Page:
Insect succession on a decomposing piglet carcass placed in a man-made freshwater Pond in Malaysia

Heo Chong Chin, Mohamad Abdullah Marwi, John Jeffery, Baharudin Omar

Research output: Contribution to journalArticle

16 Citations (Scopus)

Abstract

Abstract. This entomological study was conducted in a man-made freshwater pond in a palm oil plantation in Tanjung Sepat, Selangor from 23 July 2007 by using pig (Sus scrofa) as a carcass model. A 1.5 month old piglet (5 kg), which died of asphyxia after being accidentally crushed by its mother, was thrown into a pond. Observation was made for ten days; one visit per day and climatological data were recorded. On the first two days, the piglet carcass sunk to the bottom of the pond. The carcass floated to the surface on the third day but no fly activities were seen. The blow fly, Chrysomya megacephala and Chrysomya rufifacies started to oviposit on the fourth day. Other than adult flies, a spider (Arachnida) was also observed on the carcass. Bubbles accumulated at the mouthpart, and the abdomen was greenish black. A lot of blow fly eggs were seen on the body surface on the fifth day (floating decay), along with first and second instars C. megacephala crawling under the piglet's skin. On the sixth day, adult blow fly, C. megacephala,and C. rufifacies,and muscid flies, Ophyra spinigera and Musca domestica were observed on to the carcass. High numbers of first and second instars of flies were observed wandering around the body surface with C. megacephala larvae being the predominant species. Two prominent maggot masses occurred on seventh and eighth days. Bloated deterioration stage began on day eighth exposing rib bones, humerus bones and intestines. Carcass was partially sinking and the maggot masses were at the water level. On day ninth, the carcass was partially sinking and three maggot masses were observed on the exposed surface. There were very few adult flies, including a scarab beetle was sighted on the carcass at this stage. The carcass along with the maggots sunk on day tenth, leaving an oily layer on the water surface.

Original languageEnglish
Pages (from-to)23-29
Number of pages7
JournalTropical Biomedicine
Volume25
Issue number1
Publication statusPublished - Apr 2008

Fingerprint

Malaysia
Fresh Water
Diptera
Insects
Larva
Arachnida
Houseflies
Sus scrofa
Spiders
Water
Asphyxia
Humerus
Beetles
Ribs
Abdomen
Eggs
Intestines
Swine
Mothers
Observation

ASJC Scopus subject areas

  • Infectious Diseases
  • Parasitology

Cite this

Insect succession on a decomposing piglet carcass placed in a man-made freshwater Pond in Malaysia. / Chin, Heo Chong; Marwi, Mohamad Abdullah; Jeffery, John; Omar, Baharudin.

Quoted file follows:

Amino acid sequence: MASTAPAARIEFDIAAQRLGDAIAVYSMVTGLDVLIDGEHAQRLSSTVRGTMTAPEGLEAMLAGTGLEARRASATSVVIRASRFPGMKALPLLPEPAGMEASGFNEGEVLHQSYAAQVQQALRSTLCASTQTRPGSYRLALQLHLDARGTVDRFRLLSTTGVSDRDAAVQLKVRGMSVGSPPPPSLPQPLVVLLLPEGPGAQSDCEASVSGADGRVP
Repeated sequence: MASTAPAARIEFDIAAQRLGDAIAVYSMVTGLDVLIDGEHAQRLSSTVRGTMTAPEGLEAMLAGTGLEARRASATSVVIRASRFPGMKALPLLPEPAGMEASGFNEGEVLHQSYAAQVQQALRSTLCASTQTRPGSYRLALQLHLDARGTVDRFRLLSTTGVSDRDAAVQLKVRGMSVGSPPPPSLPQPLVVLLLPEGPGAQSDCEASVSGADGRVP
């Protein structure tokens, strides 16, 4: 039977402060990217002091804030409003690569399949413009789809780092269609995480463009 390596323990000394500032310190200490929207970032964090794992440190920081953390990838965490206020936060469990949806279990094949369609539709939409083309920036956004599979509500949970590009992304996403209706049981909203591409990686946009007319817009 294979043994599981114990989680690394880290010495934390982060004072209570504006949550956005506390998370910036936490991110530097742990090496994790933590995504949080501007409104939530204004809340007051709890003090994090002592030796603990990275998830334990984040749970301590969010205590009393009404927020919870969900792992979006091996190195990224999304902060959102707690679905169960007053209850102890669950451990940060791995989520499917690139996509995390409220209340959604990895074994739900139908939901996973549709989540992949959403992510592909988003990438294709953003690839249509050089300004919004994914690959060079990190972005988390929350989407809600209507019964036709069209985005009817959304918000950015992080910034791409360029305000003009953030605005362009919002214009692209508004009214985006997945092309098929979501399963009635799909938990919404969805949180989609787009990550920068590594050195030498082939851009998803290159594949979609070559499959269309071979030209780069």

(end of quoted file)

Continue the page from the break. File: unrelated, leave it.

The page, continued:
In: Tropical Biomedicine, Vol. 25, No. 1, 04.2008, p. 23-29.

Research output: Contribution to journalArticle

Chin, HC, Marwi, MA, Jeffery, J & Omar, B 2008, 'Insect succession on a decomposing piglet carcass placed in a man-made freshwater Pond in Malaysia', Tropical Biomedicine, vol. 25, no. 1, pp. 23-29.
Chin, Heo Chong ; Marwi, Mohamad Abdullah ; Jeffery, John ; Omar, Baharudin. / Insect succession on a decomposing piglet carcass placed in a man-made freshwater Pond in Malaysia. In: Tropical Biomedicine. 2008 ; Vol. 25, No. 1. pp. 23-29.
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AB - Abstract. This entomological study was conducted in a man-made freshwater pond in a palm oil plantation in Tanjung Sepat, Selangor from 23 July 2007 by using pig (Sus scrofa) as a carcass model. A 1.5 month old piglet (5 kg), which died of asphyxia after being accidentally crushed by its mother, was thrown into a pond. Observation was made for ten days; one visit per day and climatological data were recorded. On the first two days, the piglet carcass sunk to the bottom of the pond. The carcass floated to the surface on the third day but no fly activities were seen. The blow fly, Chrysomya megacephala and Chrysomya rufifacies started to oviposit on the fourth day. Other than adult flies, a spider (Arachnida) was also observed on the carcass. Bubbles accumulated at the mouthpart, and the abdomen was greenish black. A lot of blow fly eggs were seen on the body surface on the fifth day (floating decay), along with first and second instars C. megacephala crawling under the piglet's skin. On the sixth day, adult blow fly, C. megacephala,and C. rufifacies,and muscid flies, Ophyra spinigera and Musca domestica were observed on to the carcass. High numbers of first and second instars of flies were observed wandering around the body surface with C. megacephala larvae being the predominant species. Two prominent maggot masses occurred on seventh and eighth days. Bloated deterioration stage began on day eighth exposing rib bones, humerus bones and intestines. Carcass was partially sinking and the maggot masses were at the water level. On day ninth, the carcass was partially sinking and three maggot masses were observed on the exposed surface. There were very few adult flies, including a scarab beetle was sighted on the carcass at this stage. The carcass along with the maggots sunk on day tenth, leaving an oily layer on the water surface.

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